Multilab replication project examines cooperation under time pressure
In 2012, a trio of psychological scientists reported research showing that people who made quick decisions under time pressure were more likely to cooperate than were people who were required to take longer in their deliberations.
Blood ties fuel cooperation among species, not survival instinct
A new Oxford University study has found that survival instinct does not influence species cooperative breeding decisions.
More order with less judgment: An optimal theory of the evolution of cooperation
A research team led by mathematician Tatsuya Sasaki from the University of Vienna presents a new optimal theory of the evolution of reputation-based cooperation.
Cooperation helps mammals survive in tough environments
New research suggests that cooperative breeding makes mammal species such as meerkats better suited to dry, harsh climates.
Music at work increases cooperation, teamwork
Cornell University researchers found that music can have important effects on the cooperative spirits of those exposed to music.
Chimpanzees choose cooperation over competition
Tasks that require chimpanzees to work together preferred five-fold, despite opportunities for competition, aggression and freeloading.
New insights into the evolution of cooperation in spatially structured populations
Researchers have analyzed a new mathematical model to investigate how a population's spatial structure affects the evolution of cooperation.

Related Cooperation Reading:

The Evolution of Cooperation: Revised Edition
by Robert Axelrod (Author), Richard Dawkins (Foreword)

Stick and Stone
by Beth Ferry (Author), Tom Lichtenheld (Illustrator)

The Fractal Self: Science, Philosophy, and the Evolution of Human Cooperation
by John L. Culliney (Author), David Jones (Author)

Farmer Herman and the Flooding Barn: A story about 344 people working together to solve a big, big, big problem
by Jason Weber (Author)

Evolution Of Cooperation by Robert Axelrod (1984-04-15)
by Robert Axelrod (Author)

Structure of Decision: The Cognitive Maps of Political Elites (Princeton Legacy Library)
by Robert Axelrod (Editor)

Understanding Global Conflict and Cooperation: An Introduction to Theory and History (10th Edition)
by Joseph S. Nye Jr. (Author), David A. Welch (Author)

Team Challenges: 170+ Group Activities to Build Cooperation, Communication, and Creativity
by Kris Bordessa (Author)

Axis of Authoritarians: Implications of China-Russia Cooperation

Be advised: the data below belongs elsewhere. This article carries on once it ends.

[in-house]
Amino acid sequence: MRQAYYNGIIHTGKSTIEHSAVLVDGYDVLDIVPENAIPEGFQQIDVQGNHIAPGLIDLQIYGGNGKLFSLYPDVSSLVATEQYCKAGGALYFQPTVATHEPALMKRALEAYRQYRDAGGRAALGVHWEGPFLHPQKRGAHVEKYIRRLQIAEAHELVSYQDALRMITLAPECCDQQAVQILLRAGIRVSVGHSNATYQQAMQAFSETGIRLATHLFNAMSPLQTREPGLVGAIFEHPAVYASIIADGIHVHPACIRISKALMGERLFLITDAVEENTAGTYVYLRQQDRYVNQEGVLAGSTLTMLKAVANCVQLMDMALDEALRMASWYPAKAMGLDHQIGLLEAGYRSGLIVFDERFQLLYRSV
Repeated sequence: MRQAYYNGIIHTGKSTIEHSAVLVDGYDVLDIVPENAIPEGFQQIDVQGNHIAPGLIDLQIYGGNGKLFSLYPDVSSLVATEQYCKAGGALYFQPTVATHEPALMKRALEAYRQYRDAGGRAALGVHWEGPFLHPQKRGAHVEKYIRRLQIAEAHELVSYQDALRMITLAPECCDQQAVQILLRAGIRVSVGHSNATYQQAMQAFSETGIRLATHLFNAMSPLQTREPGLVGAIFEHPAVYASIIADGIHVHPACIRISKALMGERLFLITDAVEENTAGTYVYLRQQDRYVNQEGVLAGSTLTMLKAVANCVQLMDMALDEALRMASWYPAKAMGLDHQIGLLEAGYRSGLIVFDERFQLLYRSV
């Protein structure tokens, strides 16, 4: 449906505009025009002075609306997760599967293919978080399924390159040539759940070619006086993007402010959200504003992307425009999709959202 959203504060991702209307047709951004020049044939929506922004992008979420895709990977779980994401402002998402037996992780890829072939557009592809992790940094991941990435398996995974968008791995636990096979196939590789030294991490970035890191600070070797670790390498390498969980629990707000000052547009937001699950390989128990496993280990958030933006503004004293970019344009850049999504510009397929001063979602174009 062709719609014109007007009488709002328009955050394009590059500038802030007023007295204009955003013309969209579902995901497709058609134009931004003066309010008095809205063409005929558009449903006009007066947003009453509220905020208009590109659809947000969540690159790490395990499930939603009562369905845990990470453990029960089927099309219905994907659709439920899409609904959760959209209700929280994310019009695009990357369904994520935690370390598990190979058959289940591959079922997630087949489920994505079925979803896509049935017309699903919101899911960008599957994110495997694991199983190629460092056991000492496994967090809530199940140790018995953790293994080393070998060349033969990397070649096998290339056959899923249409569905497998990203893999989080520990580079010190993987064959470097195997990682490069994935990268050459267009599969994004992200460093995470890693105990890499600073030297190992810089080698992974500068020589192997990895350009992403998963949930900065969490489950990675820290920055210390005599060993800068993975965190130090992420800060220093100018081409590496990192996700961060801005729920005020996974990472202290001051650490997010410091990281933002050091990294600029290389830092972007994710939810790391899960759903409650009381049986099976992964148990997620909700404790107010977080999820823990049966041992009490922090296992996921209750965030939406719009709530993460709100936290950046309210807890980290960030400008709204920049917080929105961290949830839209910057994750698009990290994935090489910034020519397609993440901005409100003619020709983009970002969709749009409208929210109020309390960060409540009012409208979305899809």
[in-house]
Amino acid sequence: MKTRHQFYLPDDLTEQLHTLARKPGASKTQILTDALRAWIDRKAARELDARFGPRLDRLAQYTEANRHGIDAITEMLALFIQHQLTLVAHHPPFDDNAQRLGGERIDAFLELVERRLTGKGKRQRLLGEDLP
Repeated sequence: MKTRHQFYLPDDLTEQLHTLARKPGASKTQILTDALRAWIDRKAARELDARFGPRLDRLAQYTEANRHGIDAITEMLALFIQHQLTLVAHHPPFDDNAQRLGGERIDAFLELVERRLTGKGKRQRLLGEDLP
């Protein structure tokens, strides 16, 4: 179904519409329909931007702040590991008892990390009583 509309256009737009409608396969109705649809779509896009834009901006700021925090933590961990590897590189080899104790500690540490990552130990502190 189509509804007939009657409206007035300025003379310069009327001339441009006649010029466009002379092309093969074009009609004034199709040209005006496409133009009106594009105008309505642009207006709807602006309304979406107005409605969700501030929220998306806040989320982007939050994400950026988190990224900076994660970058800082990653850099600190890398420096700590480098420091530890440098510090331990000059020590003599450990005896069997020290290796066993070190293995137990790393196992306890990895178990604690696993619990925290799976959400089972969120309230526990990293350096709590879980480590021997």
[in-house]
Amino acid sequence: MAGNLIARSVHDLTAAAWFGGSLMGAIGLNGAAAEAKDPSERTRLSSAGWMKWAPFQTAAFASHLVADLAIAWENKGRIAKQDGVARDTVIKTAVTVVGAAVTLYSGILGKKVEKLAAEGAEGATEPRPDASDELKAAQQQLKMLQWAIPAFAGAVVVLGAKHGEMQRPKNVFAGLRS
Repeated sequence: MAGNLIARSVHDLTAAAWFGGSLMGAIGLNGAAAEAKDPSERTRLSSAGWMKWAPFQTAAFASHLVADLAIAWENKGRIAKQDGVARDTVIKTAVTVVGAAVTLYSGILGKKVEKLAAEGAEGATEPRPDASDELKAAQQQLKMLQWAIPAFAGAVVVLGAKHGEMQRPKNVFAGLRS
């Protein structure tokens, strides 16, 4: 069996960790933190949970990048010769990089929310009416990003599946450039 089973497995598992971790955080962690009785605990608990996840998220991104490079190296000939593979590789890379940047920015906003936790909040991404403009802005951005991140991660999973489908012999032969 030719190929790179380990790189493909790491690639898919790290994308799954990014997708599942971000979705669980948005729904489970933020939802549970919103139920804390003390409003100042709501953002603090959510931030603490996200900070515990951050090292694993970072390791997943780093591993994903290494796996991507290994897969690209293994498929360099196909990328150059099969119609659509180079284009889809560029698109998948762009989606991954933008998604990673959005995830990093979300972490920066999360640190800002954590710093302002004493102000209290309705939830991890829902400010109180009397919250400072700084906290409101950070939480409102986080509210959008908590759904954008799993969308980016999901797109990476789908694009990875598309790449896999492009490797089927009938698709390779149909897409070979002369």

by Richard J. Ellings (Author), Robert Sutter (Author), Angela Stent (Author), Charles E. Ziegler (Author), Richard Weitz (Author), Peter Mattis (Author), James B. Steinberg (Author), Richard J. Ellings (Editor), Robert Sutter (Editor)

The Complexity of Cooperation: Agent-Based Models of Competition and Collaboration
by Robert Axelrod (Author)

Best Science Podcasts 2018

We have hand picked the best science podcasts for 2018. Sit back and enjoy new science podcasts updated daily from your favorite science news services and scientists.
Now Playing: TED Radio Hour

Hacking The Law
We have a vision of justice as blind, impartial, and fair — but in reality, the law often fails those who need it most. This hour, TED speakers explore radical ways to change the legal system. Guests include lawyer and social justice advocate Robin Steinberg, animal rights lawyer Steven Wise, political activist Brett Hennig, and lawyer and social entrepreneur Vivek Maru.
Now Playing: Science for the People

#495 Earth Science in Space
Some worlds are made of sand. Some are made of water. Some are even made of salt. In science fiction and fantasy, planet can be made of whatever you want. But what does that mean for how the planets themselves work? When in doubt, throw an asteroid at it. This is a live show recorded at the 2018 Dragon Con in Atlanta Georgia. Featuring Travor Valle, Mika McKinnon, David Moscato, Scott Harris, and moderated by our own Bethany Brookshire. Note: The sound isn't as good as we'd hoped but we love the guests and the conversation and we wanted to...